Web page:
Springer the killer whale is a celebrity.
Now 13 years old, Springer first captured worldwide attention after she was orphaned in 2001 at the age of two when her mother died.
She was known as A73 and a year after she was orphaned, she was spotted alone and sick near Seattle, hundreds of kilometres from her pod in northern B.C
The decision was made to rescue her, treat her and then return her to her original pod.
Just a couple of months into her treatment, researchers believed Springer was well enough to return to the west coast waters.
Springer was released when members of her matriline passed by the bay.
This was the first time that such a reintroduction had been attempted and Springer was slowly accepted back into the group.
Last year, researchers saw Springer, now 13, with her first calf. It was a sign that the killer whale remains in good health.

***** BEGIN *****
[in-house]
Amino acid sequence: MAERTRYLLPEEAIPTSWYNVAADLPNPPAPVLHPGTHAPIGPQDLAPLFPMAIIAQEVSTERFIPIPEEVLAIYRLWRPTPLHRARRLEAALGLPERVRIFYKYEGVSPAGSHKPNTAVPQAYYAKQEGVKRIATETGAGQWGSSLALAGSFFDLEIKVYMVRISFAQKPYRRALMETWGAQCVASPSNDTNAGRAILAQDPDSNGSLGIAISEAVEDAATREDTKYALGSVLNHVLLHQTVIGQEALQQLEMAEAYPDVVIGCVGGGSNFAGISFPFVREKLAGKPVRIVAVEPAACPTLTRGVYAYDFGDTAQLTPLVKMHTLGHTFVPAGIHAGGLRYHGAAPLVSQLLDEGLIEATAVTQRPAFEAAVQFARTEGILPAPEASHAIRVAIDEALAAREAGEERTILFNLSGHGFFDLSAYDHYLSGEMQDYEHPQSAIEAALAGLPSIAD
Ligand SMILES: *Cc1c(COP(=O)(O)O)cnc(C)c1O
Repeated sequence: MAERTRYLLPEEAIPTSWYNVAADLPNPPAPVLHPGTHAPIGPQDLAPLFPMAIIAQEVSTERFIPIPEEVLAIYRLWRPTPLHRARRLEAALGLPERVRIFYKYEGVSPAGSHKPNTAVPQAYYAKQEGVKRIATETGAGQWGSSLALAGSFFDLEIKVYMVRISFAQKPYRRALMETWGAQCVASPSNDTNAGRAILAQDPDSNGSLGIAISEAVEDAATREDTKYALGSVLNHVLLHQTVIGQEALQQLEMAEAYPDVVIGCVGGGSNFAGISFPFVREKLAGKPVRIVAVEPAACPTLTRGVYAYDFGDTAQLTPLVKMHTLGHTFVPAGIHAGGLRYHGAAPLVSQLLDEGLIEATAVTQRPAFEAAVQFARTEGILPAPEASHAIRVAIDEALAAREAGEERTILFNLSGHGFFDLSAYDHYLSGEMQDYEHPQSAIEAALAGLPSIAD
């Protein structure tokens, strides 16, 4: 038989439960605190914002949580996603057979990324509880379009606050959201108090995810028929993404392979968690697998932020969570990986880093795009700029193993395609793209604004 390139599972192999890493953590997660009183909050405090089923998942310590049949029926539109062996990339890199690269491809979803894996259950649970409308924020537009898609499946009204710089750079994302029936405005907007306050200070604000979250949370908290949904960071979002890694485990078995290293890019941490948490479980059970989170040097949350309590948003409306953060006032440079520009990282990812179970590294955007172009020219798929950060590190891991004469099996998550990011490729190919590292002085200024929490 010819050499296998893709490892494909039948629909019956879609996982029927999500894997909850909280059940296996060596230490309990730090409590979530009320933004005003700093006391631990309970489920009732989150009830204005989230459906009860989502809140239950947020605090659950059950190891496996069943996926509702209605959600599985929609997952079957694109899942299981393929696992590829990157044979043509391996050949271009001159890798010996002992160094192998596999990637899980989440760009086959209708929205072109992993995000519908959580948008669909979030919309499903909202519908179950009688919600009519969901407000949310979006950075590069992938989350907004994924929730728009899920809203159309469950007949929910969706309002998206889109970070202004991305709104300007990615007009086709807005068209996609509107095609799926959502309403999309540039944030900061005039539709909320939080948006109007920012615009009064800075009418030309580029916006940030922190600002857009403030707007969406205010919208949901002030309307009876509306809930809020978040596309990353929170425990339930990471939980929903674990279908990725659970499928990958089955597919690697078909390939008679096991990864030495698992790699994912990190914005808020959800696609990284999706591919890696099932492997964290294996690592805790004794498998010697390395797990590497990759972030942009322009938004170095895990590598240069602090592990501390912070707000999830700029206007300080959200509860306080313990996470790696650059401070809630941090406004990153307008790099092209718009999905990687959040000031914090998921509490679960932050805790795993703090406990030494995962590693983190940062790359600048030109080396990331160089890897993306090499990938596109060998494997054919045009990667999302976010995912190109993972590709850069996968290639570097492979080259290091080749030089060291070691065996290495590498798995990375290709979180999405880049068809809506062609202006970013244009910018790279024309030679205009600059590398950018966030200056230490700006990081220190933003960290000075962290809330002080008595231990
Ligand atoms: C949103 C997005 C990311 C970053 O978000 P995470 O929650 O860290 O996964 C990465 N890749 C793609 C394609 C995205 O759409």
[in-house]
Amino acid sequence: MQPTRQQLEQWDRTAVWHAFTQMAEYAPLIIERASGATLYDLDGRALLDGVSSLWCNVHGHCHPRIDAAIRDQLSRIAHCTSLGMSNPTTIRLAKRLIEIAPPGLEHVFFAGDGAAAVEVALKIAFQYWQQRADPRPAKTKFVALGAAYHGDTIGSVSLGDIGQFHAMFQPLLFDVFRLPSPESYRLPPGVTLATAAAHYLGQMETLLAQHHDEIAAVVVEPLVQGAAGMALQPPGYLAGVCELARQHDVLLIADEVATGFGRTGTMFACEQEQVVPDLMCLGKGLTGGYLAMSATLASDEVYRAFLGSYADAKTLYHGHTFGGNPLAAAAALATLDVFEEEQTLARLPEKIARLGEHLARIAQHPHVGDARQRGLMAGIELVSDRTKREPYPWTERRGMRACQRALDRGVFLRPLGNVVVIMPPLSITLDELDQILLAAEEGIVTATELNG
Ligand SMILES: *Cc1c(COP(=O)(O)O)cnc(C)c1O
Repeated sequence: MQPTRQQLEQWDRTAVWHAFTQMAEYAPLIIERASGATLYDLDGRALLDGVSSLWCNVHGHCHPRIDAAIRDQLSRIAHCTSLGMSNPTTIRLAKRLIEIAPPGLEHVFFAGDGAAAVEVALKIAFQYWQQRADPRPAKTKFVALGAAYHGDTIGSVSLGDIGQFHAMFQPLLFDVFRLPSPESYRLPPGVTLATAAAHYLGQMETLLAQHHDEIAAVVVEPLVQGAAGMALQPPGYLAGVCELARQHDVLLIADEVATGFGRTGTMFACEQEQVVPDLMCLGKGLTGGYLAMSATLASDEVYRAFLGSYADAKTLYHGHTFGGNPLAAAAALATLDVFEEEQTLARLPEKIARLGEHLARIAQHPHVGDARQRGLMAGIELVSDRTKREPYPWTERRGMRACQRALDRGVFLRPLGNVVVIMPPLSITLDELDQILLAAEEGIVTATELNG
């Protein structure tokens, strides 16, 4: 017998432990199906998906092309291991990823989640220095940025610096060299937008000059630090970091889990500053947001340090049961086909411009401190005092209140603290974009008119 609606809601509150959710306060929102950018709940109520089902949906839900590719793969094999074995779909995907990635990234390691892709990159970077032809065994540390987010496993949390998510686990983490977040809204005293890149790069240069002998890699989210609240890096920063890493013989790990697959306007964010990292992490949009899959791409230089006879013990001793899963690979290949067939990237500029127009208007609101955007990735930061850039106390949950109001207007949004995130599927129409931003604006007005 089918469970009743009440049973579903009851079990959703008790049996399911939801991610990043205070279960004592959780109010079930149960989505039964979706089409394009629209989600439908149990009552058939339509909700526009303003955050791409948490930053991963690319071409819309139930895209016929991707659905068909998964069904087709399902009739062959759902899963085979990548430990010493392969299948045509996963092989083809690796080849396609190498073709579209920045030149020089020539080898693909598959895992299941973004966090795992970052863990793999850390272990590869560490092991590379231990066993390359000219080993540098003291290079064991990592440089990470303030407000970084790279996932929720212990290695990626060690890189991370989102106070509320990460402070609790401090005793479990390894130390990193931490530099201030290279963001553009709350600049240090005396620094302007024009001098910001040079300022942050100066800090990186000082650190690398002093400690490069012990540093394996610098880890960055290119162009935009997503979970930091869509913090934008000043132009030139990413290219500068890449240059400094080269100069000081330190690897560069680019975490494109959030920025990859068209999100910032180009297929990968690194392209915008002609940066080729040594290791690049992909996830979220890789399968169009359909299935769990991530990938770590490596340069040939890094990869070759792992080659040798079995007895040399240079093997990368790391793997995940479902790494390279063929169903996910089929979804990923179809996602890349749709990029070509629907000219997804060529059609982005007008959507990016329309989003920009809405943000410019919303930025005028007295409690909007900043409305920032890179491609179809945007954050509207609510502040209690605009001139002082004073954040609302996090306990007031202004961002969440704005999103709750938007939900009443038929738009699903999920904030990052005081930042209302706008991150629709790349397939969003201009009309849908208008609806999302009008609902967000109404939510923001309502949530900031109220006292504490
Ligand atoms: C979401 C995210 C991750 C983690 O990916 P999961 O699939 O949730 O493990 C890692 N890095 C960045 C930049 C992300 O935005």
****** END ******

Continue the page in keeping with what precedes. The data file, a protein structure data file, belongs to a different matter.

Known to scientists as A104, Springer’s calf was first spotted by the Vancouver Aquarium and the Marine Education Research Society around Spirit Island, near Bella Bella on the B.C. Central Coast.
Monitored as part of the world’s longest continuous study of killer whales, animals are identified through photo identification, and acoustic and DNA analysis.
After many suggestions, input and votes from the public, the Northern Resident Killer Whale naming committee agreed that Spirit was the best name for the calf.
The name fits with the tradition of naming northern resident killer whales after coastal places of some significance.